In addition, satellite observation is currently the most important means of monitoring Arctic sea ice. “As the satellite crosses the polar region several times a day, the satellite’s advanced microwave scanning radiograph and special sensor microwave imager collect data, analyze and inverse the image of the data formation, and the distribution of polar sea ice intensity can be obtained, and the sea ice area can be calculated.” Song Said.
Liu said that satellite remote sensing has the characteristics of large-scale, real-time and continuous observation, high-resolution satellites, its resolution can reach several hundred meters, which can help researchers to see the morphological evolution of sea ice, can provide more accurate and reasonable initial conditions for the numerical model of sea ice, and thus reduce the simulation deviation of numerical models, improve the prediction ability of Arctic sea ice.
However, at the same time, high-resolution satellite remote sensing in the polar world can only better observe sea ice cover, cloud cover makes high-resolution visible light and near-infrared satellite remote sensing greatly reduced, the sea ice thickness and other conditions of the estimation has a relatively large error.
The decrease in sea ice will trigger a series of changes.
Global warming undoubtedly plays a vital role in reducing Arctic sea ice. However, in addition to global warming, the causes of Arctic sea ice changes are the following factors: increased runoff due to melting of Arctic land glaciers, which significantly affects Arctic ice volumes;
Sea ice was once the Arctic Ocean’s “armor”, now “armor” is getting thinner and softer, some have become “light yarn.” Sea ice changes are not isolated events, but a trigger that can trigger a series of changes in the oceans and atmosphere, which in turn will have far-reaching effects on ecosystems, coastline stability and habitat in cold regions, while further affecting the global climate system, affecting the intensity and frequency of extreme events.
In Song Mirong’s view, the reduction of Arctic sea ice will directly affect the ecological environment of the polar regions. Specific algae and bacteria grow at the bottom of sea ice to feed plankton, which in turn feed larger animals. The reduction of sea ice, especially in the summer, will result in a significant reduction in plankton, which in turn will affect plankton-eating animals. In addition, polar bears, seals, sea ostes, etc. are losing their habitat and being forced to move northwards, while new species such as North Atlantic cod and top predator whales are moving in because they are not covered by sea ice, changing the ecological environment of the polar regions.
If Arctic sea ice disappears completely, in addition to changing the ecological environment of the polar regions, it will also disrupt the global ocean currents, affecting the polar and global weather and climate systems, and freezing greenhouse gases in the Arctic permafrost could be released, exacerbating Arctic warming. The study shows that the changes in the Arctic are closely related to china’s extreme heat, extreme cold, heavy precipitation, blizzards, haze days, as well as high temperature heat waves in Europe, the trend of winter cooling in northern Eurasia, and snowstorms in the northeastern United States. For example, during the accelerated warming phase of the Arctic, the number of cities in the northeastern United States with severe snowstorms increased significantly.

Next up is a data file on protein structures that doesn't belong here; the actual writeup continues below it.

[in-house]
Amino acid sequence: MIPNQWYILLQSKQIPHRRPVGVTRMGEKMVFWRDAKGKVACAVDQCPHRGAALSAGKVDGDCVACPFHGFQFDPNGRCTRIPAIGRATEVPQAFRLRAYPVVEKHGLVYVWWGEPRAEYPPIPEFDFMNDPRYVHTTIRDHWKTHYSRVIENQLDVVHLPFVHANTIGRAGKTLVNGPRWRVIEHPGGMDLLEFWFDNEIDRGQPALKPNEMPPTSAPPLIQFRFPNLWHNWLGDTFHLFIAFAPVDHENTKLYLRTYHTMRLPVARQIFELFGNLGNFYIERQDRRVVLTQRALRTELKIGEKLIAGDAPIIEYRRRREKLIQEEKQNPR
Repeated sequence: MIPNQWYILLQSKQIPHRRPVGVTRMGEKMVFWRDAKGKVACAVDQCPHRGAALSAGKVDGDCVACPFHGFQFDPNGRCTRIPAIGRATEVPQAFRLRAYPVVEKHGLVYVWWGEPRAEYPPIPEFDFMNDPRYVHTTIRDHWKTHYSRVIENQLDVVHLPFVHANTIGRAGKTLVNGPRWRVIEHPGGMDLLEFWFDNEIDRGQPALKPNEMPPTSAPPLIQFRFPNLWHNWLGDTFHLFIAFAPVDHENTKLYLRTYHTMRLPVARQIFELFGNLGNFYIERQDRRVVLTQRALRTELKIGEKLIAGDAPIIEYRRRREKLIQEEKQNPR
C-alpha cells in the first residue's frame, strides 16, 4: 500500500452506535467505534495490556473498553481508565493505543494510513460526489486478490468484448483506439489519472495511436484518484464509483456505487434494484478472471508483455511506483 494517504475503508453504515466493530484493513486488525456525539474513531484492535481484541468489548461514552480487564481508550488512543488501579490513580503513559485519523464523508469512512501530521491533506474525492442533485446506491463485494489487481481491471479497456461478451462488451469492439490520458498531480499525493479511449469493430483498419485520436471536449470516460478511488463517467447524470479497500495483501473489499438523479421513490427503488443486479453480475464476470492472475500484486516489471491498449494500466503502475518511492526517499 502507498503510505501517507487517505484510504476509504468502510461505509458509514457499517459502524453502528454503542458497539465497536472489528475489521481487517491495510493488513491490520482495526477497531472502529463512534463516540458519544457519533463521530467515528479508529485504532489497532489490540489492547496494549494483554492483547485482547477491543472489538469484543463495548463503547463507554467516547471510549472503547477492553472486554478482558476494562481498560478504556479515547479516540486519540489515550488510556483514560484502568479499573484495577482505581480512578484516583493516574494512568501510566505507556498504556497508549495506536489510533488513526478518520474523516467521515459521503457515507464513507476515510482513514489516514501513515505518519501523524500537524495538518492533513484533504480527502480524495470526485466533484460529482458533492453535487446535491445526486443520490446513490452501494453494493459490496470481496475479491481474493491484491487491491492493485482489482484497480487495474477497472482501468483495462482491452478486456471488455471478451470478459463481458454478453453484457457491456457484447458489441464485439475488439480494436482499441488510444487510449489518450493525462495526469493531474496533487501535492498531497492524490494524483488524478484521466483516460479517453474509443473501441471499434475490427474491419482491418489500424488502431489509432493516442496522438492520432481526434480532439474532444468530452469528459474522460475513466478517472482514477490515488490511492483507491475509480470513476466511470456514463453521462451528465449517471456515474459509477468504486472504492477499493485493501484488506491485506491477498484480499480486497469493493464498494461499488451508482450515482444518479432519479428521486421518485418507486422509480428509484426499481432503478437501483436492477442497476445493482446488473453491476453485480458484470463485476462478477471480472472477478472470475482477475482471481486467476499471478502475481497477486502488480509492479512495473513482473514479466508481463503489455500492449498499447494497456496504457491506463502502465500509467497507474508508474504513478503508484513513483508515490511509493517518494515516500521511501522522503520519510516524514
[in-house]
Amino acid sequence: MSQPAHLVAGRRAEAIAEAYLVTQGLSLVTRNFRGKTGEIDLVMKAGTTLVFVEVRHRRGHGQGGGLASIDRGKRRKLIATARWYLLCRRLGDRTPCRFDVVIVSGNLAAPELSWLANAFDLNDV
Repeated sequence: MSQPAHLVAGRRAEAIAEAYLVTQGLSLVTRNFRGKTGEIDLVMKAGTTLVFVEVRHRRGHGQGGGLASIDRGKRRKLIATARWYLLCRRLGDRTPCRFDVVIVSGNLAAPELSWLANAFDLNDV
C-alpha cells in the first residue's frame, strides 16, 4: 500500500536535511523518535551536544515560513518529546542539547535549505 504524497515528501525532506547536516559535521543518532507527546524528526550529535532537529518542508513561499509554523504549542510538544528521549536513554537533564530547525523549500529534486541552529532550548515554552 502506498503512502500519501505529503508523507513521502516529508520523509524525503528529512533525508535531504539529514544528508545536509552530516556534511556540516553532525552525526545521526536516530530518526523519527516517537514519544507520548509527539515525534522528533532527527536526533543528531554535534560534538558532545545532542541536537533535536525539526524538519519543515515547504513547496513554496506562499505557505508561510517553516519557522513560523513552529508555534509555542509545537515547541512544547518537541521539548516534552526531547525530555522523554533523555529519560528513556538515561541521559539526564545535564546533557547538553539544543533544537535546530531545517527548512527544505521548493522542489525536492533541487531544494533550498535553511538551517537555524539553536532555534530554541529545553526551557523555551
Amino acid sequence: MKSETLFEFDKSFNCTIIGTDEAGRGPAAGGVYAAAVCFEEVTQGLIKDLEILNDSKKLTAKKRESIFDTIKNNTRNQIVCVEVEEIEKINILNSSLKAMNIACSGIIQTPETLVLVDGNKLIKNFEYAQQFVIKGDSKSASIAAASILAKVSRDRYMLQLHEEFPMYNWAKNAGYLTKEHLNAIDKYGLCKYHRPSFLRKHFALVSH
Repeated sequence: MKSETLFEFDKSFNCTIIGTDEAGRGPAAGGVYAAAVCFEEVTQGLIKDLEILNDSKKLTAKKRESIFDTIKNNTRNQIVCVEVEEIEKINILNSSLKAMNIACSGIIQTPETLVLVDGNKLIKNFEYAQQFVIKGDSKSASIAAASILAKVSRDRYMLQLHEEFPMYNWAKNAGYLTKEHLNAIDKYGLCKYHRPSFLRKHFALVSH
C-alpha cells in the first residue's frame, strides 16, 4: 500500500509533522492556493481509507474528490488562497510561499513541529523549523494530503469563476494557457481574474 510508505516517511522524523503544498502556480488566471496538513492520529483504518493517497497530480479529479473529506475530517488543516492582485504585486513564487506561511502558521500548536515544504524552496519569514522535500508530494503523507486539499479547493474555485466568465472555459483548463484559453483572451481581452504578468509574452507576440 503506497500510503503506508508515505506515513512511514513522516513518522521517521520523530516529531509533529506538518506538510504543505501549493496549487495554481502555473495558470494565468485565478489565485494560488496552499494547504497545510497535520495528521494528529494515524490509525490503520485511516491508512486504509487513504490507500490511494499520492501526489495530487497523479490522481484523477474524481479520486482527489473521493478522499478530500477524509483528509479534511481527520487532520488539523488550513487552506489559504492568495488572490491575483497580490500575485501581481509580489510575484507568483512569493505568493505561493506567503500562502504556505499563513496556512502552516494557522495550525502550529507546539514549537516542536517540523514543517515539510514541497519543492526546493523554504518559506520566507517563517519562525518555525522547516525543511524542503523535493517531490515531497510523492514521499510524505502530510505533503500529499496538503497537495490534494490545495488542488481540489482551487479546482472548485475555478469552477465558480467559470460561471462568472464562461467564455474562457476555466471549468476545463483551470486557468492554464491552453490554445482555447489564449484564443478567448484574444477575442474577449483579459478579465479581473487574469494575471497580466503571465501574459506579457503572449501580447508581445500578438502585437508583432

In addition, accelerated warming of the Arctic will lead to further melting of the Greenland ice sheet, resulting in sea level rise, inland inland inland inland inland inland inland irrigation of salt soil, resulting in salinization and marshing of land, and a sharp reduction in the area under cultivation close to coastal areas, resulting in a decline in food production.
As a result, increasingly frequent extreme weather events in the middle and lower latitudes of the densely populated northern hemisphere pose a direct challenge to the safety of human life and property.
The likely good is that routes between the Pacific and Atlantic Oceans through the Arctic Ocean will become frequent. As the world warms, Arctic sea ice is melting, making it increasingly possible for Arctic shipping lanes to open up. The Arctic Seaway consists mainly of the Northeast Passage along the Russian coast, the Central Passage through the central high seas of the Arctic Ocean and the Northwest Passage through the Arctic Archipelago in northern Canada. The Northeast Seaway is currently the main navigation route, in recent years, China has successfully piloted the container ship to take the Northeast Seaway.